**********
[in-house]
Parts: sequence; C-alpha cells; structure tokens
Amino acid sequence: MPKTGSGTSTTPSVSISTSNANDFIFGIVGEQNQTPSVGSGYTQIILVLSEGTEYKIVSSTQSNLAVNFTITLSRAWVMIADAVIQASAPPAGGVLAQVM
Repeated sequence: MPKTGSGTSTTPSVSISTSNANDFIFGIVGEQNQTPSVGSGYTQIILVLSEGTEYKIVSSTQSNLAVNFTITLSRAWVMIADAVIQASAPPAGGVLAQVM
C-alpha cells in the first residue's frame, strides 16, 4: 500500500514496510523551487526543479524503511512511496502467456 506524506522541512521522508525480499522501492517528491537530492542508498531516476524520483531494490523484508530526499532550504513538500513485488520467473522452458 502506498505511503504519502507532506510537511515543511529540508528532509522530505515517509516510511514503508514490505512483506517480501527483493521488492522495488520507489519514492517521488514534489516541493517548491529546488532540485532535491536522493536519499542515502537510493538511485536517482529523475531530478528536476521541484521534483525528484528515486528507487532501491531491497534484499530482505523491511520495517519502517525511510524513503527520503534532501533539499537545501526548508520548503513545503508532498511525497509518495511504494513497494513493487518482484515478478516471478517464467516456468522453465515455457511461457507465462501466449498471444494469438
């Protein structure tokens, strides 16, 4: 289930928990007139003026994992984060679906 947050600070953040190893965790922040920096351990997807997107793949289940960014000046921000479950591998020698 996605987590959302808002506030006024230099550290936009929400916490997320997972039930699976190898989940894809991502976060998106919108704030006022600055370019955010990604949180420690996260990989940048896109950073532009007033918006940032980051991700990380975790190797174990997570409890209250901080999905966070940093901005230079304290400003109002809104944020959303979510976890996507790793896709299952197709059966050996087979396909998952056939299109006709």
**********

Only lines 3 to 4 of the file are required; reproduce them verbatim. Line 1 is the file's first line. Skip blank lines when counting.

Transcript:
Amino acid sequence: MPKTGSGTSTTPSVSISTSNANDFIFGIVGEQNQTPSVGSGYTQIILVLSEGTEYKIVSSTQSNLAVNFTITLSRAWVMIADAVIQASAPPAGGVLAQVM
Repeated sequence: MPKTGSGTSTTPSVSISTSNANDFIFGIVGEQNQTPSVGSGYTQIILVLSEGTEYKIVSSTQSNLAVNFTITLSRAWVMIADAVIQASAPPAGGVLAQVM